What is solar control glass and when is it needed?
Solar control glass is one of the easiest ways to prevent overheating within a property, but how does it work?
What is solar control glass and how does it work?
Solar control glass is a double or tripled glazed unit with a metal oxide coating on the internal face of the external pane of glass. Using this coating is one of the easiest ways to integrate solar control into any glass structure, especially a structural glass unit.
This coating is designed to allow light and vision through the glass whilst reflecting solar radiation. It cannot be applied to single glass panes, only double or tripled glazed units. The metal oxide coating reduces the amount of short-wave radiation that travels through the glass unit, thus reducing the increased heat levels inside.
Radiation from the sun travels in short wavelengths which can penetrate through the glass into interior living spaces. As these waves hit objects inside, they are absorbed and then emitted at longer infrared wavelengths, which can’t travel back through the glass. This increases the internal temperature of a property and is known as solar gain.
Solar control coatings prevent a significant amount of the suns radiation from entering the property. Solar control glass also reduces heat loss by reflecting the heat waves back into the internal environment.
Whilst there are many solar control coatings available which range in levels of light transmission, external reflections and solar control, the most popular is a 70/35 Solar control coating which reduces the G factor of the glass unit to 35% while maintaining the units light transmission at 70%.
Solar control glass in school and workplaces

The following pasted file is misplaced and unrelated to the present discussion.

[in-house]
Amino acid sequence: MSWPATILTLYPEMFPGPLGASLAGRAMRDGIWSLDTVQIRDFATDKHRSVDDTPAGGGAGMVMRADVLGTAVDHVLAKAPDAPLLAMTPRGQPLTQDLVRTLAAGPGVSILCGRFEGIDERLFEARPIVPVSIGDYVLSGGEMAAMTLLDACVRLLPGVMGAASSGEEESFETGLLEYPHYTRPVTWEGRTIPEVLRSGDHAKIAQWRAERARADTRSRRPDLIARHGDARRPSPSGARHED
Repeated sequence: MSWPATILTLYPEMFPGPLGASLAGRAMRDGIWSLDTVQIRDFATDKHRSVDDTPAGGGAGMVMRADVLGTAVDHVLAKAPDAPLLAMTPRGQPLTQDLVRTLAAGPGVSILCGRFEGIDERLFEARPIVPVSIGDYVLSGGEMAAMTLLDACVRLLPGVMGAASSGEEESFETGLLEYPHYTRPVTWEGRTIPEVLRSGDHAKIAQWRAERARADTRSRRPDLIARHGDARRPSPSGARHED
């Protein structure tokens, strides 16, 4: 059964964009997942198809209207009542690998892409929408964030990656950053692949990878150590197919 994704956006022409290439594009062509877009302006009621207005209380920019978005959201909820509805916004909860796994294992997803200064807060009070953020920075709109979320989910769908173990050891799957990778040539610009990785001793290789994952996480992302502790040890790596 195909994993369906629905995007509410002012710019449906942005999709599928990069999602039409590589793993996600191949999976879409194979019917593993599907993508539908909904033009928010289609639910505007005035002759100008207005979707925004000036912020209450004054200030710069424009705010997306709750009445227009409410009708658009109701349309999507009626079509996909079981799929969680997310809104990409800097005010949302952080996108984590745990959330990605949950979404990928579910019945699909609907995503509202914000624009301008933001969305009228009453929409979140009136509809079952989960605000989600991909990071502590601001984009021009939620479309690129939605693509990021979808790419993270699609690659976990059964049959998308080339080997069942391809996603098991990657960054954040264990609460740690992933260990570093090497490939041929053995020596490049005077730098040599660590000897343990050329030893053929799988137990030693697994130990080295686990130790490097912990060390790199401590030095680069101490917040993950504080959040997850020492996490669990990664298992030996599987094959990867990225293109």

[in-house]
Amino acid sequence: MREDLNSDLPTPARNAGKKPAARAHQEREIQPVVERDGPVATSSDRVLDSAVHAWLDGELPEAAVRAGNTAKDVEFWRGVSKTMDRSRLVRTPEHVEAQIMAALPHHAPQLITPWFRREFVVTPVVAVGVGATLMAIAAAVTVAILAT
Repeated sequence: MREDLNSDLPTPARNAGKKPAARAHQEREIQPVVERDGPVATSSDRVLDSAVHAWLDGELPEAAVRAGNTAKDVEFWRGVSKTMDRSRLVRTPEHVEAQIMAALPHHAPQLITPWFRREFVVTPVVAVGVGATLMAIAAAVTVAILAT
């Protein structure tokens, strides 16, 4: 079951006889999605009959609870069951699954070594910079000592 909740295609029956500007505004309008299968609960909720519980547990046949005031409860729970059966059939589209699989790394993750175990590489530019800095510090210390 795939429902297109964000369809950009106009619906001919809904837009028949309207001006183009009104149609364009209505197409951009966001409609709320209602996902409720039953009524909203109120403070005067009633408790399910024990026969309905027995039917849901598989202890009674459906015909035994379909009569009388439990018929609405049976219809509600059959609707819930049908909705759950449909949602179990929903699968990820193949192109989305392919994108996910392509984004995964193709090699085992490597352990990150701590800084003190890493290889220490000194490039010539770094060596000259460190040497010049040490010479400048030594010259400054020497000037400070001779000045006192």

A buildings internal environment can massively impact its occupants, especially in workplaces and educational settings where productive environments are imperative. There are many factors that need to be considered when creating the ideal, productive atmosphere for schools and workplaces. This includes thermal comfort, ventilation and amount of natural light coming in.
If offices or schools opt for large glass windows and walls, the temperature of the internal environment can increase at a rapid rate when the sun is out. Increasing the amount of glass, and in turn, the amount of natural light doesn’t mean you need to compromise the thermal comfort of these spaces.
On average humans spend 90% of their day inside and during winter months when the sun sets earlier, people find themselves arriving and leaving school or work when it’s dark. This means that a lack of windows or glass walls can result in people missing out on the little sunlight there is.
Research shows a building with more natural daylight helps improve the occupants productivity, however in summer having this large amount of glass can cause issues with overheating, which can cause a decrease in productivity.
An excellent example of solar control glass being used in a workplace is Wigmore Street in London. This project included the largest structural glass panes available in the UK for the structural glass façade, maximising natural light within the offices. Solar control coatings were applied to the panes to ensure comfortable temperatures all year round.